“For us, the biggest thing that changed on this front was how we looked at operational risk. It was important to take a fresh look at every risk dimension to see how it has changed. What does the new systemic risk look like? How do we know? How are we monitoring it? These are the questions we need to be asking .” -Phyllis Campbell “Many of the risk matrices we had looked at as a board were not useful when the pandemic hit. We had not planned, even nonspecifically, for a situation in which we did not have access to our employees. Specifically, regarding risk matrices, older, more experienced directors tend to make the boards focused on old risks, which are basically operational: What will happen if a platform explodes? What will happen if trucks stop working? The risks of today are completely different.”  -Sonia Villalobos “It was paramount for us to activate the role of the risk committee and reevaluate how that committee is functioning and doing risk management assessments. The pandemic hit us the hardest when we looked at how we used to evaluate and mitigate risk. Our risk matrix will be changed forever because of COVID-19. It shined a light on the fact that our old risk management processes had not filtered down all the way through the organization.”  -Mohamed Radwan “People are going to take business continuity exercises much more seriously in the future. We now understand, at a visceral level, how much more fragile our strategic and operating landscape has become over the past 20+ years. We’re living the impact that social justice issues, public health issues, climate change issues, and more, can have on shareholder value. Boards are expanding their oversight of these potentially existential threats … and demanding more management focus … than they were before the pandemic hit.”  -Donna Wells

Supply-chain issues exposed.

The pandemic also illustrated the extent of supply-chain gaps around the globe and how disasters like  COVID-19  can quickly and drastically interrupt businesses even when one supply location is compromised.

“We didn’t realize what would happen when parts of the world were cut off from us. From a strategic standpoint, this will cause boards to reexamine supply chain and logistics in terms of the risks we’re willing to take. If inventories go down too much and you can’t get product in from another source, you’ve got an enterprise risk situation and you need to decide if you want to assume that risk or build more flexibility in your supply chain.”  -Anna Catalano “Whichever administration succeeds this one in the United States, they will both follow the direction of focusing internally on America, especially after COVID-19. It has made the vulnerability of American supply chains more exposed. When the pandemic hit, we had no masks and no ventilators because nothing is manufactured here. This will not be forgotten anytime soon, and it will bring an emphasis on self-reliance and taking care of Americans first.”  -Rajive Johri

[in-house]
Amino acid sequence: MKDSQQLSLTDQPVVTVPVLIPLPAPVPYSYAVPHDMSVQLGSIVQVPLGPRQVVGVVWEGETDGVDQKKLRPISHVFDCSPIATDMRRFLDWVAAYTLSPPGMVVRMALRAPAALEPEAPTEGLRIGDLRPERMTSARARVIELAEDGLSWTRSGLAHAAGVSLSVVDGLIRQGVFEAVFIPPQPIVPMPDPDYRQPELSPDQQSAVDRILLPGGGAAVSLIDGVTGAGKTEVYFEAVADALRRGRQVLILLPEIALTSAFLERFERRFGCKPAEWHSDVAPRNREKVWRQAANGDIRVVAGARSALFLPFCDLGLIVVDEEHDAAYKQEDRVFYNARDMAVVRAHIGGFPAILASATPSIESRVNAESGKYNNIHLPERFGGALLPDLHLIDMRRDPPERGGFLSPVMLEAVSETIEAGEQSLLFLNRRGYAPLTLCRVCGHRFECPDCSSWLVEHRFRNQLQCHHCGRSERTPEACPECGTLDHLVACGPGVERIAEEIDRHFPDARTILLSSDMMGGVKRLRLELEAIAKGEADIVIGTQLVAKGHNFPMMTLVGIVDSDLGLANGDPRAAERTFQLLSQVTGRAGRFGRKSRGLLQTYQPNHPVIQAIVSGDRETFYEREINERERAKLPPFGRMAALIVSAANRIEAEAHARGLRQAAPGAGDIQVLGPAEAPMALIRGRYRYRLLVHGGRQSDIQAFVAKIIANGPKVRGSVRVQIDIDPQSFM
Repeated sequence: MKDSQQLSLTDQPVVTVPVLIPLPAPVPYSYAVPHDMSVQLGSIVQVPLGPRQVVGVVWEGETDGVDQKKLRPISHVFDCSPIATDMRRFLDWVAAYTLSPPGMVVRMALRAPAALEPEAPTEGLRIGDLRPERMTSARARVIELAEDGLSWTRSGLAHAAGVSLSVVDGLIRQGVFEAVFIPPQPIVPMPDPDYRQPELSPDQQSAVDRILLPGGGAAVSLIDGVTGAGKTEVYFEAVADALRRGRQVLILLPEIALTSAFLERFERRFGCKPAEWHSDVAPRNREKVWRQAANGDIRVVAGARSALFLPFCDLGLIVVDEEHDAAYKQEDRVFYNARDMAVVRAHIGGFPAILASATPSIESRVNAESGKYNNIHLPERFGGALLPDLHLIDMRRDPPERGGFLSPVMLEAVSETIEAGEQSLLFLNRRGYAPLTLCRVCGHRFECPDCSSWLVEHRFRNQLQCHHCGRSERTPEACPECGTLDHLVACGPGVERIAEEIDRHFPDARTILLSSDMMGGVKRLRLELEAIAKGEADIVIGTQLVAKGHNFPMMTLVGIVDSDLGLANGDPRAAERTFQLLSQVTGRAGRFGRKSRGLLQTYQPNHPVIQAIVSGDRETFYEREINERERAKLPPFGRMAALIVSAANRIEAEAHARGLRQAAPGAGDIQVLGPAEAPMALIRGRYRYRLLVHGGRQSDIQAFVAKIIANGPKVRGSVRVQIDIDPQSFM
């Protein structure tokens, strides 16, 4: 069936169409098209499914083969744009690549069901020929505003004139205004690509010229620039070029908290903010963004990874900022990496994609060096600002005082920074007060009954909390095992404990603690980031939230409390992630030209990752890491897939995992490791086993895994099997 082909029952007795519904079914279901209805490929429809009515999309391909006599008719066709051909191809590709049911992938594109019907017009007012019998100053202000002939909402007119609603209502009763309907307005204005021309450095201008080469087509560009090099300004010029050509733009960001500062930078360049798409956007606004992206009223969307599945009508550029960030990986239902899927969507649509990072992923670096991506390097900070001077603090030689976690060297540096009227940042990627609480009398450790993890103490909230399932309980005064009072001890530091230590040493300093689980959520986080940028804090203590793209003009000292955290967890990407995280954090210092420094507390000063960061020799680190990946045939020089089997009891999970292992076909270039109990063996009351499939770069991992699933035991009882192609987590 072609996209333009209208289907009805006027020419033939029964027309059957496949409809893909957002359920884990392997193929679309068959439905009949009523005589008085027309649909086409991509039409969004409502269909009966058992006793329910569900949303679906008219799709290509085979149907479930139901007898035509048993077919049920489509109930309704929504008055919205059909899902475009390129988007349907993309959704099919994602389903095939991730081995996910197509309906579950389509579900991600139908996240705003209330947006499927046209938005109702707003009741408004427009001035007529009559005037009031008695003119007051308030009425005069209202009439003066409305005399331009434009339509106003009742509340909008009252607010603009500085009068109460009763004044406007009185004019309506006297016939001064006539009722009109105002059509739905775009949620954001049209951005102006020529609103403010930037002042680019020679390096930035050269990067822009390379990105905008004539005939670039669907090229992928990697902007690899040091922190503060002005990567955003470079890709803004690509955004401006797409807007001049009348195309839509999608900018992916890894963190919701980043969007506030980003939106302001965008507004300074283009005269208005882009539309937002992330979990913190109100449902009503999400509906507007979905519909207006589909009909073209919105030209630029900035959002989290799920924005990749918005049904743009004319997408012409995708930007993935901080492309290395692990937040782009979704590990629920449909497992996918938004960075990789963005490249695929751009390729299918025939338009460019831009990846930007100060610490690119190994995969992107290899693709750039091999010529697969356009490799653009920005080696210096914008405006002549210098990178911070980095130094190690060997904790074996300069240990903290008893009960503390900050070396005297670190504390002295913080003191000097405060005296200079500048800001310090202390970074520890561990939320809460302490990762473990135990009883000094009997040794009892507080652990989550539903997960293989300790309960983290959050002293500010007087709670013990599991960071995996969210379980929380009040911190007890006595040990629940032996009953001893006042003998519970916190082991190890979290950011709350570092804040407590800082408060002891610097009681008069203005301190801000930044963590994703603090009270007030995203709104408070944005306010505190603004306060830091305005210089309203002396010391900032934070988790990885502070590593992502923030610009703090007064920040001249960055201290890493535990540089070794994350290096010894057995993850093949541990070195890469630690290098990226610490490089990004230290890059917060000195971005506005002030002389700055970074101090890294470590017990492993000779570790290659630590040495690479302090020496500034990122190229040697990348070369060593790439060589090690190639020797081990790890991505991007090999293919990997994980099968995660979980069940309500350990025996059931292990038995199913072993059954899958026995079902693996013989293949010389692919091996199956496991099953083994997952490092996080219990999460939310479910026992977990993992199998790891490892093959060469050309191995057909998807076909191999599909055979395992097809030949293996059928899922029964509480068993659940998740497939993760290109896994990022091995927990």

Cyber risk looms ever closer.

Virtual meetings  and moving entire workforces to conduct business remotely have made many directors realize they need to do more to keep up with technological disruption and cybersecurity as risk factors.

“The systemic risk of businesses has changed dramatically, and directors need a fresh lens on this. How are we looking at systemic risk today? It has morphed in its dimensions, particularly in the realm of cyber risk. When you live in a virtual world, cyber criminals are much better at using it. How are directors keeping their fingers on the pulse of this risk?”  -Phyllis Campbell “We had not looked enough at cybersecurity, which became a much greater risk with everyone working from home. It also showed me that many of the kinds of people on boards today are no longer the best people to manage current risk horizons. Eighty to ninety percent of board members are out of their depth with cybersecurity.”  -Sonia Villalobos

Public health concerns come to the forefront.

A  public health crisis  as extensive as that of COVID-19 has shown directors that, as a result of our global and interconnected society, steps must be taken to mitigate public health risk in the corporate world.

“This has taught us to expect more pandemics and disasters that mean we have to work from home. Keeping people working at home makes it easier to pivot in the future.”  -Brad Neilley “Virtual meetings will be good moving forward. The overlay here is public health. The average person and business are ill-equipped to know what to do going forward. Part of risk management has to include having a medical advisory or public health board. Hygiene is now a CEO-level matter from the First Aid Room, just like cybersecurity from the IT department earlier.”  -Danesh Varma

>>Continue to Part 6 of 7:  What Response to COVID-19 Makes You the Proudest of Your Organization?

>>Return to Part 4:  Boardroom Culture and Onboarding New Directors

>>Return to  Diligent Institute .

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business pandemic risk management plan


Risk Management

women point at a graph on tablet

Has the business continuity plan been properly tested before being mobilised? What actions should be taken now versus in six months time, and are there alternative ways of managing risk? Independent risk assessments, crisis management planning, scenario testing, financial feasibility studies and outsourcing non-operations functions are some of the ways to help mitigate and manage an organisation’s risk throughout the pandemic lifecycle.

Pandemic stage

Pandemic international outbreak